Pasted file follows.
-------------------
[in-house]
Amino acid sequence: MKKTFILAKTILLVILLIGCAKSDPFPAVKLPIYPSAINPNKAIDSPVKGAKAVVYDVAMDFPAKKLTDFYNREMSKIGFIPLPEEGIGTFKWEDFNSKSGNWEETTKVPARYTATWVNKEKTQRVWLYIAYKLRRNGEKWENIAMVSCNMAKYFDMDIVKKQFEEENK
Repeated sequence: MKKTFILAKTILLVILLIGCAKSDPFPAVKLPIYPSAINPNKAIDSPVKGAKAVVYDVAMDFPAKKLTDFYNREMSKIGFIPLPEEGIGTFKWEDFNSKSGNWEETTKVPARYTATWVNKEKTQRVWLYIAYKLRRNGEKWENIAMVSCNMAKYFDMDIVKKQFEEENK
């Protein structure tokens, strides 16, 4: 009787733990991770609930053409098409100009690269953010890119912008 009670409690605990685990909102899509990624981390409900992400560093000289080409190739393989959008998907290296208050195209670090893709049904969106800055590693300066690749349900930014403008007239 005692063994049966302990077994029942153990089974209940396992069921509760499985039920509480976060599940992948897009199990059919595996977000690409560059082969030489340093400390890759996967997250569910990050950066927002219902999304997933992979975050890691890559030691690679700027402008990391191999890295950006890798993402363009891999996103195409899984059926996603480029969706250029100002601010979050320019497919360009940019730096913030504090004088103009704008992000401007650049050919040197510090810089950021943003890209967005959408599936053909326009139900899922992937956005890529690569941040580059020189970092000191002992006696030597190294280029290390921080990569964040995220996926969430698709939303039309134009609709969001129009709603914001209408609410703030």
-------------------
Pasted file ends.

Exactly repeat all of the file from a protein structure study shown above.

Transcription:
[in-house]
Amino acid sequence: MKKTFILAKTILLVILLIGCAKSDPFPAVKLPIYPSAINPNKAIDSPVKGAKAVVYDVAMDFPAKKLTDFYNREMSKIGFIPLPEEGIGTFKWEDFNSKSGNWEETTKVPARYTATWVNKEKTQRVWLYIAYKLRRNGEKWENIAMVSCNMAKYFDMDIVKKQFEEENK
Repeated sequence: MKKTFILAKTILLVILLIGCAKSDPFPAVKLPIYPSAINPNKAIDSPVKGAKAVVYDVAMDFPAKKLTDFYNREMSKIGFIPLPEEGIGTFKWEDFNSKSGNWEETTKVPARYTATWVNKEKTQRVWLYIAYKLRRNGEKWENIAMVSCNMAKYFDMDIVKKQFEEENK
């Protein structure tokens, strides 16, 4: 009787733990991770609930053409098409100009690269953010890119912008 009670409690605990685990909102899509990624981390409900992400560093000289080409190739393989959008998907290296208050195209670090893709049904969106800055590693300066690749349900930014403008007239 005692063994049966302990077994029942153990089974209940396992069921509760499985039920509480976060599940992948897009199990059919595996977000690409560059082969030489340093400390890759996967997250569910990050950066927002219902999304997933992979975050890691890559030691690679700027402008990391191999890295950006890798993402363009891999996103195409899984059926996603480029969706250029100002601010979050320019497919360009940019730096913030504090004088103009704008992000401007650049050919040197510090810089950021943003890209967005959408599936053909326009139900899922992937956005890529690569941040580059020189970092000191002992006696030597190294280029290390921080990569964040995220996926969430698709939303039309134009609709969001129009709603914001209408609410703030």